Company Promises ‘Life After Death’ by Transferring Consciousness To An Artificial Body

Humai is a technology company based out of Los Angeles that is making the rather presumptuous claim that within 30 years, they can provide the continuation of consciousness after you die by gathering data about your thoughts, speech patterns and behaviors, freezing your brain after you die, then loading the whole thing, plus data, into an artificial body.

From their website:

Afterlife, Reimagined.

Humai is an AI company with a mission to reinvent the afterlife. We want to bring you back to life after you die.

We’re using artificial intelligence and nanotechnology to store data of conversational styles, behavioral patterns, thought processes and information about how your body functions from the inside-out.

This data will be coded into multiple sensor technologies, which will be built into an artificial body with the brain of a deceased human. Using cloning technology, we will restore the brain as it matures.

Sounds ambitious.  And ridiculous.  Is that all you are?  Conversational styles?  Behavioral patterns?  Thought processes?

First, a caveat.  Scientists still have no idea where consciousness comes from, if it is created by the brain or simply interacts with the brain, and how seemingly unconscious matter can collaborate to create a consciousness being.  Proponents of the duality theory hypothesize that human consciousness is not created by brain matter, but that the brain interfaces with a field of consciousness that exists separately.  Conversely, materialists believe that consciousness is somehow an emergent property of the brain.  It is called ‘The Hard Problem’ precisely because we have no proof either way.  We simply don’t understand the origin of consciousness.  You may be dismayed to know that even anesthesiologists don’t know how anesthetics can temporarily turn off consciousness.  It just works.

This being said, I do believe it is presumptuous for any company to claim that they will not only understand consciousness within 30 years, but have the ability to transfer that awareness to an artificial intelligence.   Does anyone really believe that humans are just like computers whereby we can simply upload everything that we are – our loves, our experiences, our tastes, our memories – into a data chip and replicate a loved one?  Even if it were possible; is it ethical?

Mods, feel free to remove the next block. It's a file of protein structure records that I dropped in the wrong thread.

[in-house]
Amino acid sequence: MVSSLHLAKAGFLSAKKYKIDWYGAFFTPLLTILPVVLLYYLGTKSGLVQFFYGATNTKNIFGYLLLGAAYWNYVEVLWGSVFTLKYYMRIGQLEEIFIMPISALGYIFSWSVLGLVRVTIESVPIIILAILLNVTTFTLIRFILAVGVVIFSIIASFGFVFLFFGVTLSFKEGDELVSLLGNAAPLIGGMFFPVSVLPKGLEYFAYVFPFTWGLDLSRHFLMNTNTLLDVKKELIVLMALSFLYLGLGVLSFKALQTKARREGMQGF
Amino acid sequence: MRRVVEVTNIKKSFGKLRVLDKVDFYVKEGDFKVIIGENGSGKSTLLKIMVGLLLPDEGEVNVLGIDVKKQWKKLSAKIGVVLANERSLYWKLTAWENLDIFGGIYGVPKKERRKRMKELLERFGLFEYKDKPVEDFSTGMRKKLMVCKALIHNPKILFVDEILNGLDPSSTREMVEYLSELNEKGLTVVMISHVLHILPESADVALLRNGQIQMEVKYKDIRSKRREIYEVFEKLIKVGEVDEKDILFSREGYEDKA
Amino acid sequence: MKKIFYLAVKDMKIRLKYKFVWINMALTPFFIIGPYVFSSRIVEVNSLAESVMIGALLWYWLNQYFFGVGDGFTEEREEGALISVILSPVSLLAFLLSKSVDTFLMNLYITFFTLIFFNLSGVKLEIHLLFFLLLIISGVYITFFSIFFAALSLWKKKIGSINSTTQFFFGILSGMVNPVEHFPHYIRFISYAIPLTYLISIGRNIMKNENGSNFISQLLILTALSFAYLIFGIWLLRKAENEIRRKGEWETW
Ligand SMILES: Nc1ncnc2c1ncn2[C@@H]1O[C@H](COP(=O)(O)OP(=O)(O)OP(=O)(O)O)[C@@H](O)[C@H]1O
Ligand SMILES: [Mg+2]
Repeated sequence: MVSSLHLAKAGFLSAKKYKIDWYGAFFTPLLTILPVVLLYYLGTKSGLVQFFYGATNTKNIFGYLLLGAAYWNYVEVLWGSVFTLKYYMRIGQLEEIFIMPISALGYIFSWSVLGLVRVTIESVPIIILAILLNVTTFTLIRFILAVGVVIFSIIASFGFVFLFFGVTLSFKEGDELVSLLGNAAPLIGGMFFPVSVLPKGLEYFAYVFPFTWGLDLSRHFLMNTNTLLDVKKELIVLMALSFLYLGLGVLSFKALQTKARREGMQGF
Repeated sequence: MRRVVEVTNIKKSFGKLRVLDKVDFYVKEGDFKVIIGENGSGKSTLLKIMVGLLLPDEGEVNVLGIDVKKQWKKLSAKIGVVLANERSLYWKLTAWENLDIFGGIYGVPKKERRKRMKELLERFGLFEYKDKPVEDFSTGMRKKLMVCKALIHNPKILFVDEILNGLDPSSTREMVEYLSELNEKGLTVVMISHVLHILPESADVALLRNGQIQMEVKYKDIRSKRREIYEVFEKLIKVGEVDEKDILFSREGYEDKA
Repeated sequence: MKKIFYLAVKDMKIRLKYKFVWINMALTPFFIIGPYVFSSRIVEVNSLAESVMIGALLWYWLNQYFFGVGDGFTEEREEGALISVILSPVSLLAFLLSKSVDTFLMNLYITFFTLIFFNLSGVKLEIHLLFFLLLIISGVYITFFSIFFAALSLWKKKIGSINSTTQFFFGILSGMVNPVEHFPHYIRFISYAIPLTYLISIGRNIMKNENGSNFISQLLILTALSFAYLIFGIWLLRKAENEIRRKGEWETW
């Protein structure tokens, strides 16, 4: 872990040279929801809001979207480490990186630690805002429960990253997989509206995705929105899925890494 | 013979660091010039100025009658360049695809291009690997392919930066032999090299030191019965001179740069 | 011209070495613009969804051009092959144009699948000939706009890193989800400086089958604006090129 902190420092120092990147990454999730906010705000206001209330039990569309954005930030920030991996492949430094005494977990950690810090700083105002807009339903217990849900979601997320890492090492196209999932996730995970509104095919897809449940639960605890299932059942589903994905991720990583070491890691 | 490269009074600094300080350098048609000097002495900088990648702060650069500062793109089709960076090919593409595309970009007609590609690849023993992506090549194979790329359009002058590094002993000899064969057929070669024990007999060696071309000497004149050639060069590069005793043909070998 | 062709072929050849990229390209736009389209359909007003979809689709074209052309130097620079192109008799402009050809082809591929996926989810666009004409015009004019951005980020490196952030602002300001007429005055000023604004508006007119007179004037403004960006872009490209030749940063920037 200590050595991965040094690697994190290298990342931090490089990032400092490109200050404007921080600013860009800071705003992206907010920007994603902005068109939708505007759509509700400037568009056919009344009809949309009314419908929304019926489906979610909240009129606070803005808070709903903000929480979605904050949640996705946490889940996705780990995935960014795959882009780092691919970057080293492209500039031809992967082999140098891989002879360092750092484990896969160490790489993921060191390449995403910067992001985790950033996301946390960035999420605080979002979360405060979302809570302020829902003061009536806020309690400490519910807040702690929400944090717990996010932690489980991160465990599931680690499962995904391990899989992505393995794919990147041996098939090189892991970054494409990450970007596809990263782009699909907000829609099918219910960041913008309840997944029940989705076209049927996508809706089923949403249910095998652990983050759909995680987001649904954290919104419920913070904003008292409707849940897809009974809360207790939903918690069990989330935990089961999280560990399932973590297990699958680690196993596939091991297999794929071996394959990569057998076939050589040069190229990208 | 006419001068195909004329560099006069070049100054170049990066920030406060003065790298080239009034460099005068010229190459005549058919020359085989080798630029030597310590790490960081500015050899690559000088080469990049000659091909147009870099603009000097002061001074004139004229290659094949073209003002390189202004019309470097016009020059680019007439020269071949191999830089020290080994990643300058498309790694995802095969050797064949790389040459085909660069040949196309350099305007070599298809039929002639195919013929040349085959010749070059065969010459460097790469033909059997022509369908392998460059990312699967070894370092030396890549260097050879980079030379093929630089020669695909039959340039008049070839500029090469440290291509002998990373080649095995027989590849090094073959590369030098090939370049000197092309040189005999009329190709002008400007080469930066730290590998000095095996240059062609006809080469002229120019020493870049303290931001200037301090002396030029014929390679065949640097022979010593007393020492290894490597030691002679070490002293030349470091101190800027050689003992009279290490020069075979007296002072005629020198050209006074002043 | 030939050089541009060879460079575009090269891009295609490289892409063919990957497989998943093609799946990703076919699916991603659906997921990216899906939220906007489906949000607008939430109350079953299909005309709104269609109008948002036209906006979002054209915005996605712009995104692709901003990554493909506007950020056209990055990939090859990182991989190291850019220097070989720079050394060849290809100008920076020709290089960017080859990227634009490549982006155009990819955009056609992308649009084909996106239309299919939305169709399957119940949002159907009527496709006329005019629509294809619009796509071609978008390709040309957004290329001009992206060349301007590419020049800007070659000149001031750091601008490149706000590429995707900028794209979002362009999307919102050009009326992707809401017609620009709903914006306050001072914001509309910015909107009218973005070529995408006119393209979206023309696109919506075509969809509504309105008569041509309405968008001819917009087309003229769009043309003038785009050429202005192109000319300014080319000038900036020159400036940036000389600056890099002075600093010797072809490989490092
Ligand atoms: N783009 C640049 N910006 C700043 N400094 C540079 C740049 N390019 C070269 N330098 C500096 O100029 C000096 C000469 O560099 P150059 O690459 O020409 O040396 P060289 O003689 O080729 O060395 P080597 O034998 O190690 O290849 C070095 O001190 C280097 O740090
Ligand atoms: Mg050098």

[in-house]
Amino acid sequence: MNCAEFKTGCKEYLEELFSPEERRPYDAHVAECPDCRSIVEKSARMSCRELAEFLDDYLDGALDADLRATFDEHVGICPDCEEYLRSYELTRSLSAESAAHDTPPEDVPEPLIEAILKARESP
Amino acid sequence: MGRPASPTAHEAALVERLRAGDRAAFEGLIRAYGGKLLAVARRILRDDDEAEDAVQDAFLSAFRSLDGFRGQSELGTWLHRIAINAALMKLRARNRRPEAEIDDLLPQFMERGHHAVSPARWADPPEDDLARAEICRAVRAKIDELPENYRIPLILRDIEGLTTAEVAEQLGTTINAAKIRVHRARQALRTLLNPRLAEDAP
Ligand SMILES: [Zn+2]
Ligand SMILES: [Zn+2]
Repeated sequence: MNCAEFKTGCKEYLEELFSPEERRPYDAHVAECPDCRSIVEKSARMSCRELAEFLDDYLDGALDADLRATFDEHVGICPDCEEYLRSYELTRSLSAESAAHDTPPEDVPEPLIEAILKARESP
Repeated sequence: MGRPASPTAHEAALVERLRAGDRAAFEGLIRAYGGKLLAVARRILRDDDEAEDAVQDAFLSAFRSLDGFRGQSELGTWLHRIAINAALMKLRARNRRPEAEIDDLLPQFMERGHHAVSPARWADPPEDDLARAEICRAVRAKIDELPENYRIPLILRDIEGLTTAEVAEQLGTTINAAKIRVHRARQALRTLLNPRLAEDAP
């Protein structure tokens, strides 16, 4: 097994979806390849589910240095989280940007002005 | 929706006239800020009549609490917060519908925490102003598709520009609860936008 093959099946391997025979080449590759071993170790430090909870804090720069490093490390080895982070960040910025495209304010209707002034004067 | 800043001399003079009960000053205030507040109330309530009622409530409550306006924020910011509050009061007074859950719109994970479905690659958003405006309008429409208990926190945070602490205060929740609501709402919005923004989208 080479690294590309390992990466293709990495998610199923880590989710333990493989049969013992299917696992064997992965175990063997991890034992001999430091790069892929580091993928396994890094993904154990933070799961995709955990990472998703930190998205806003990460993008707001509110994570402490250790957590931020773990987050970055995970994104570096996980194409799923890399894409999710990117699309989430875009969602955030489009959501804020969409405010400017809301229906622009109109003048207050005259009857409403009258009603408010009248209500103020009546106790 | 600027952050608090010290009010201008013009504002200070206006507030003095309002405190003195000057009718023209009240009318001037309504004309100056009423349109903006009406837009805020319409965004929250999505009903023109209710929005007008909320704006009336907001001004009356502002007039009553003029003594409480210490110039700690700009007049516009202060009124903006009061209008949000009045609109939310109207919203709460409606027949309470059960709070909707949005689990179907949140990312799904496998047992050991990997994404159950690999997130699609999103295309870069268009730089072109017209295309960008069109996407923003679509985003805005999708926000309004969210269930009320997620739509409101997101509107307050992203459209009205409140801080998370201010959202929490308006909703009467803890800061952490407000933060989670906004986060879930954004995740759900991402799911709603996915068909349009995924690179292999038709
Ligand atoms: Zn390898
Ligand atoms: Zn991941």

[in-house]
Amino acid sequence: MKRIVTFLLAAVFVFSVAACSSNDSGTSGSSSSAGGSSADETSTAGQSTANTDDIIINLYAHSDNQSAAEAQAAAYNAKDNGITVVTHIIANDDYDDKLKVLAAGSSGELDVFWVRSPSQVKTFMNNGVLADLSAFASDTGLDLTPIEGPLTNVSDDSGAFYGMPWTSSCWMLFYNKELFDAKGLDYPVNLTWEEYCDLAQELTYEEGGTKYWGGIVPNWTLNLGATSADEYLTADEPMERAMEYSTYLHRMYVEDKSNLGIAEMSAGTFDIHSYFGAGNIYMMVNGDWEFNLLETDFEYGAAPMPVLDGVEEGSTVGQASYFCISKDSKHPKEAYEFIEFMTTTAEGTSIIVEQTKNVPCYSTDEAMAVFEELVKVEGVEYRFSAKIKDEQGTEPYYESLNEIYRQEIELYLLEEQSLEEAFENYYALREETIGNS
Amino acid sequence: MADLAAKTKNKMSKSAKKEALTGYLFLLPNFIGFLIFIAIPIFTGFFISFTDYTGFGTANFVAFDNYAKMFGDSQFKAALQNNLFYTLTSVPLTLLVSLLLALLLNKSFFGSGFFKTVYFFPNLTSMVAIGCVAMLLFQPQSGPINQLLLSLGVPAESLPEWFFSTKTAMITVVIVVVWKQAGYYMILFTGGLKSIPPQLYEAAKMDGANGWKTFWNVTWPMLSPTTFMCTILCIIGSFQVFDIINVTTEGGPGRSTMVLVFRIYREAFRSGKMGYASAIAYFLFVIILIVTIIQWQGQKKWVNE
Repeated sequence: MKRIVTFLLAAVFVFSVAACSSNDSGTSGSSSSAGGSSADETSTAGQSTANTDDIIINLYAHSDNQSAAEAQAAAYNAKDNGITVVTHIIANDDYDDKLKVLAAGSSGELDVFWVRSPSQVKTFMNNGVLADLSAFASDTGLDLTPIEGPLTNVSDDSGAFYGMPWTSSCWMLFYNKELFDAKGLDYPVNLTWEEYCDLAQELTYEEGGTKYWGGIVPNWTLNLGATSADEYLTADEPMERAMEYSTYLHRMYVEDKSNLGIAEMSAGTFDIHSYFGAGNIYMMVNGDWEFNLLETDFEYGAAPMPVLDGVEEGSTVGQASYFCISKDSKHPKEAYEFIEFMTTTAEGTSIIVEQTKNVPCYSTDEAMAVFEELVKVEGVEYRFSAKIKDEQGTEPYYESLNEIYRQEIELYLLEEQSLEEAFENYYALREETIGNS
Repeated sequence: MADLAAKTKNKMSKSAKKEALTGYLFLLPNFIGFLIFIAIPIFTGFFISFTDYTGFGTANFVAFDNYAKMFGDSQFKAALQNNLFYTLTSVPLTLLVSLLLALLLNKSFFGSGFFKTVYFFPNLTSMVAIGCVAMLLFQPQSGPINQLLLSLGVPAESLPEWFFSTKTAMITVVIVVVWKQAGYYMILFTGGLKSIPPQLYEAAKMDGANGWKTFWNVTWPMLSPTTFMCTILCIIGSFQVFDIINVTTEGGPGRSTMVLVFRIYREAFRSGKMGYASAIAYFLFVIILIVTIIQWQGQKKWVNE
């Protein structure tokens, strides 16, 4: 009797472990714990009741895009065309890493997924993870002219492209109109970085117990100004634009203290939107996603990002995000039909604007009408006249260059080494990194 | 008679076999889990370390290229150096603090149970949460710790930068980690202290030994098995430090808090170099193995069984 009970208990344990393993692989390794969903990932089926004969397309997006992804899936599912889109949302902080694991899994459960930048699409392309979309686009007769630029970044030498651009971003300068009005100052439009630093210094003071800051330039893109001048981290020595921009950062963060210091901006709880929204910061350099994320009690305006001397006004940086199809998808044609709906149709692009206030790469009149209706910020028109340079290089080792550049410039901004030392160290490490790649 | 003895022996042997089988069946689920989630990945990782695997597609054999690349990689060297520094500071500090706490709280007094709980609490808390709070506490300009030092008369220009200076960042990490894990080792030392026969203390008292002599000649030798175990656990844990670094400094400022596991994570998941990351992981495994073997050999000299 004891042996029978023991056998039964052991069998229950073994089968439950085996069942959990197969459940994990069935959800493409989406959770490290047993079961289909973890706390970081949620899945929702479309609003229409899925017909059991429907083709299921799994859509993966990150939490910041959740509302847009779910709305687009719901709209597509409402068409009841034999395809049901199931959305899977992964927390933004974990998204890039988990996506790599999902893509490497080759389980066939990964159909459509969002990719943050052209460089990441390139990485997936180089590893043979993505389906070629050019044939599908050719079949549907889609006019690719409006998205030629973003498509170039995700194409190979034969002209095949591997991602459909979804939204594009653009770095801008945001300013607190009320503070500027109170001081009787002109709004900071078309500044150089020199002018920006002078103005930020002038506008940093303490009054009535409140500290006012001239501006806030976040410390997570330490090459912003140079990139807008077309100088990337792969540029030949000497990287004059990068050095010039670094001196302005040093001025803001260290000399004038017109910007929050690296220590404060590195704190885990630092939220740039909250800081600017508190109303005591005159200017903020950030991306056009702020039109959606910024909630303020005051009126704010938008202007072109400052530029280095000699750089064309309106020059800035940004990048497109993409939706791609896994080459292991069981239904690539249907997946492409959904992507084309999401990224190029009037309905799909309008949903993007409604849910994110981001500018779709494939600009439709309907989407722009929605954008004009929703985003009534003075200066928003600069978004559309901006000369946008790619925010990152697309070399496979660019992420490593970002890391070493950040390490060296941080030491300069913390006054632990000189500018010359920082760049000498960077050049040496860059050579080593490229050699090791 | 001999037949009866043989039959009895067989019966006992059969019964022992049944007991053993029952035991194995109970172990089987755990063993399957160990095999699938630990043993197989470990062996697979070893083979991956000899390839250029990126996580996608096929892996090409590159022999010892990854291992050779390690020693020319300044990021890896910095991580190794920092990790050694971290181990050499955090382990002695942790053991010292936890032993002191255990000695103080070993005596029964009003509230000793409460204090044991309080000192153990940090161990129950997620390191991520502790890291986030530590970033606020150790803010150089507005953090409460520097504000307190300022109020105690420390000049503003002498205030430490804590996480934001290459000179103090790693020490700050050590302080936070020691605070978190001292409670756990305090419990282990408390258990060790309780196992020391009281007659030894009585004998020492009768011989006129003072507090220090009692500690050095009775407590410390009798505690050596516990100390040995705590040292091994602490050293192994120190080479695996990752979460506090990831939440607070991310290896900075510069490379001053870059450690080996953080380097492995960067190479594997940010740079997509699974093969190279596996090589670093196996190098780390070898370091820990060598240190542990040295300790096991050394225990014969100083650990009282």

Since this is a blog about the spiritual side of life after death, I’d like to leave the mechanical and ethical debate aside and examine one theory of how the soul melds with the brain to determine what such an experiment might produce, if it were possible.

Dr. Michael Newton’s book Journey of Souls describes the process of a new soul melding with the mind of an infant in vitro.  If you aren’t familiar with Dr. Newton or his work, he is a Regression Hypnotherapist, who has worked with patients to uncover information about the activities human souls participate in during their time in the spirit world between lives.  Dr. Newton acquired a vast amount of information during the 40 years he worked with patients in this way, and has heard the same information repeated time and time again from many different clients about the general structure of the afterlife.

According to Dr. Newton, the personality of the soul and the biological traits of the human body are a partnership.  Once the body has been chosen, the soul will slowly meld with the infant until the energy of the soul and biology of the infant has formed a cohesive whole.  Ideally, the soul and brain should meld ‘like a glove’ so that a unified personality emerges.   Journey of Souls states that a human being without a soul would be ‘vacant’, but doesn’t define which characteristics are attributed to the soul and which are attributed to the brain.

In my research, it seems that when we die, we return to the spirit world as soul energy in order to learn from the life just lived and resume activities of learning.  Down on earth, a company might be able to replicate the speech, behaviors and traits of a person down to the tiniest detail, but I believe that the result would be a very clever computer.  It might fool some people, but I don’t believe the soul of the person would or could be inside that cold metal.  I believe that eventually, these clever reproductions would reveal themselves as what they are – reproductions.  When you look into the optical sensors that replaced the eyes of your loved one – do you think you would see love?

This technology, if it were even possible, would raise a lot of questions.  But, in a sense, it also might finally provide some answers too..  is a human being a lumbering robot after all, as Richard Dawkins stated in ‘The God Delusion”?  Or are we something more; something so sacred that we cannot be distilled into a set of functions and subroutines?

What do you think?

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